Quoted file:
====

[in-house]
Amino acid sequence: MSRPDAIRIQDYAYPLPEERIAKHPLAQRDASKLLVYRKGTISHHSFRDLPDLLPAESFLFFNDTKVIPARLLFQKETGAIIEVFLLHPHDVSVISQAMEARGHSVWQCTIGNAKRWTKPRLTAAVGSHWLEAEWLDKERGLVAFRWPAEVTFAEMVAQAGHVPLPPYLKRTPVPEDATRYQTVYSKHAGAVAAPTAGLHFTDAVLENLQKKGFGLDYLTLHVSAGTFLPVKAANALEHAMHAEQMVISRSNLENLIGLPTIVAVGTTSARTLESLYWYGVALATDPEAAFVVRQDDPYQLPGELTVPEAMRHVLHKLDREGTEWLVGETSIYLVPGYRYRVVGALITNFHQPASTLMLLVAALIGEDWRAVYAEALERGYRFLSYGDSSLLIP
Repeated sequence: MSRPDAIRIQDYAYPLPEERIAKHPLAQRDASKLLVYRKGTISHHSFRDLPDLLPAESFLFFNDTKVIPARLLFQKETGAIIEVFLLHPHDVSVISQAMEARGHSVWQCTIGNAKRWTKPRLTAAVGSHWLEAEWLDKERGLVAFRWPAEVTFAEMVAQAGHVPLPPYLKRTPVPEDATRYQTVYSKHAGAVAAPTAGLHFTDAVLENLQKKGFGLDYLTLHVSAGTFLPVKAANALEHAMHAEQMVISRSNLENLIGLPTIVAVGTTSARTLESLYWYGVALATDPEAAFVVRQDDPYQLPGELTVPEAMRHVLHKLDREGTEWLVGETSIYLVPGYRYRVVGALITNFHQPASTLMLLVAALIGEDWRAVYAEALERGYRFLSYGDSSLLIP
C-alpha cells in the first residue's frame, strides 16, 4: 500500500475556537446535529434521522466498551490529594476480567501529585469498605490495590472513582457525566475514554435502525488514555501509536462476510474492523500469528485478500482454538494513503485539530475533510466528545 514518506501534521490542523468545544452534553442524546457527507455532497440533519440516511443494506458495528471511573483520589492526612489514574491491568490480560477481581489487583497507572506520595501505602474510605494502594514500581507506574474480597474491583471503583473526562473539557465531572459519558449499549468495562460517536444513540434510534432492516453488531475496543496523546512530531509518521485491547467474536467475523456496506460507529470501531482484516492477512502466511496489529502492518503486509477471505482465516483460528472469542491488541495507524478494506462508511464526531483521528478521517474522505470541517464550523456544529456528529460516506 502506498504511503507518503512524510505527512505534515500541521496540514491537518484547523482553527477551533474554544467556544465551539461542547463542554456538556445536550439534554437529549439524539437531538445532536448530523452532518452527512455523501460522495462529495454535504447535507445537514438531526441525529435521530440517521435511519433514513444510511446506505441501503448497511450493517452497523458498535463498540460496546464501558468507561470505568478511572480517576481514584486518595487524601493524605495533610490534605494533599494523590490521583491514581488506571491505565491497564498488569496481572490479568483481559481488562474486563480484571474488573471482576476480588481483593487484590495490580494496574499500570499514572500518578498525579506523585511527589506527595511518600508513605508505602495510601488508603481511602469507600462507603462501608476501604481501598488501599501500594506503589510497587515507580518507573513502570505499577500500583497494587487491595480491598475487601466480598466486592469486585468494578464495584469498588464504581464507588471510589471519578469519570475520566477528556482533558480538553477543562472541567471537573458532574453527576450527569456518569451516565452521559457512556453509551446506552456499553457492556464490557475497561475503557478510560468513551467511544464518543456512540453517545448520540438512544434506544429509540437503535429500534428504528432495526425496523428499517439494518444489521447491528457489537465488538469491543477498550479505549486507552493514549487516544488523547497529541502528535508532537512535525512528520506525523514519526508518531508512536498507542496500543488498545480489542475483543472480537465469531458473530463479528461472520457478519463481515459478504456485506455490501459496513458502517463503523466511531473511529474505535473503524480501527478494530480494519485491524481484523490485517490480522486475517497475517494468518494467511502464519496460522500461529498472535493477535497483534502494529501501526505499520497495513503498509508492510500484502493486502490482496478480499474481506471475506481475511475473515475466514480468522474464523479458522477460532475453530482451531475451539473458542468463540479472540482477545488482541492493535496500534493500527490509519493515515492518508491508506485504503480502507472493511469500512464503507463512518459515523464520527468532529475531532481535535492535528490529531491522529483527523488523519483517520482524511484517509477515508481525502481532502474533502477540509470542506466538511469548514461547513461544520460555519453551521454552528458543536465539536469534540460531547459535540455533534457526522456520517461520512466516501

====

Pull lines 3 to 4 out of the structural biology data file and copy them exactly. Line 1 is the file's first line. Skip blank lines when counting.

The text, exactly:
Repeated sequence: MSRPDAIRIQDYAYPLPEERIAKHPLAQRDASKLLVYRKGTISHHSFRDLPDLLPAESFLFFNDTKVIPARLLFQKETGAIIEVFLLHPHDVSVISQAMEARGHSVWQCTIGNAKRWTKPRLTAAVGSHWLEAEWLDKERGLVAFRWPAEVTFAEMVAQAGHVPLPPYLKRTPVPEDATRYQTVYSKHAGAVAAPTAGLHFTDAVLENLQKKGFGLDYLTLHVSAGTFLPVKAANALEHAMHAEQMVISRSNLENLIGLPTIVAVGTTSARTLESLYWYGVALATDPEAAFVVRQDDPYQLPGELTVPEAMRHVLHKLDREGTEWLVGETSIYLVPGYRYRVVGALITNFHQPASTLMLLVAALIGEDWRAVYAEALERGYRFLSYGDSSLLIP
C-alpha cells in the first residue's frame, strides 16, 4: 500500500475556537446535529434521522466498551490529594476480567501529585469498605490495590472513582457525566475514554435502525488514555501509536462476510474492523500469528485478500482454538494513503485539530475533510466528545 514518506501534521490542523468545544452534553442524546457527507455532497440533519440516511443494506458495528471511573483520589492526612489514574491491568490480560477481581489487583497507572506520595501505602474510605494502594514500581507506574474480597474491583471503583473526562473539557465531572459519558449499549468495562460517536444513540434510534432492516453488531475496543496523546512530531509518521485491547467474536467475523456496506460507529470501531482484516492477512502466511496489529502492518503486509477471505482465516483460528472469542491488541495507524478494506462508511464526531483521528478521517474522505470541517464550523456544529456528529460516506 502506498504511503507518503512524510505527512505534515500541521496540514491537518484547523482553527477551533474554544467556544465551539461542547463542554456538556445536550439534554437529549439524539437531538445532536448530523452532518452527512455523501460522495462529495454535504447535507445537514438531526441525529435521530440517521435511519433514513444510511446506505441501503448497511450493517452497523458498535463498540460496546464501558468507561470505568478511572480517576481514584486518595487524601493524605495533610490534605494533599494523590490521583491514581488506571491505565491497564498488569496481572490479568483481559481488562474486563480484571474488573471482576476480588481483593487484590495490580494496574499500570499514572500518578498525579506523585511527589506527595511518600508513605508505602495510601488508603481511602469507600462507603462501608476501604481501598488501599501500594506503589510497587515507580518507573513502570505499577500500583497494587487491595480491598475487601466480598466486592469486585468494578464495584469498588464504581464507588471510589471519578469519570475520566477528556482533558480538553477543562472541567471537573458532574453527576450527569456518569451516565452521559457512556453509551446506552456499553457492556464490557475497561475503557478510560468513551467511544464518543456512540453517545448520540438512544434506544429509540437503535429500534428504528432495526425496523428499517439494518444489521447491528457489537465488538469491543477498550479505549486507552493514549487516544488523547497529541502528535508532537512535525512528520506525523514519526508518531508512536498507542496500543488498545480489542475483543472480537465469531458473530463479528461472520457478519463481515459478504456485506455490501459496513458502517463503523466511531473511529474505535473503524480501527478494530480494519485491524481484523490485517490480522486475517497475517494468518494467511502464519496460522500461529498472535493477535497483534502494529501501526505499520497495513503498509508492510500484502493486502490482496478480499474481506471475506481475511475473515475466514480468522474464523479458522477460532475453530482451531475451539473458542468463540479472540482477545488482541492493535496500534493500527490509519493515515492518508491508506485504503480502507472493511469500512464503507463512518459515523464520527468532529475531532481535535492535528490529531491522529483527523488523519483517520482524511484517509477515508481525502481532502474533502477540509470542506466538511469548514461547513461544520460555519453551521454552528458543536465539536469534540460531547459535540455533534457526522456520517461520512466516501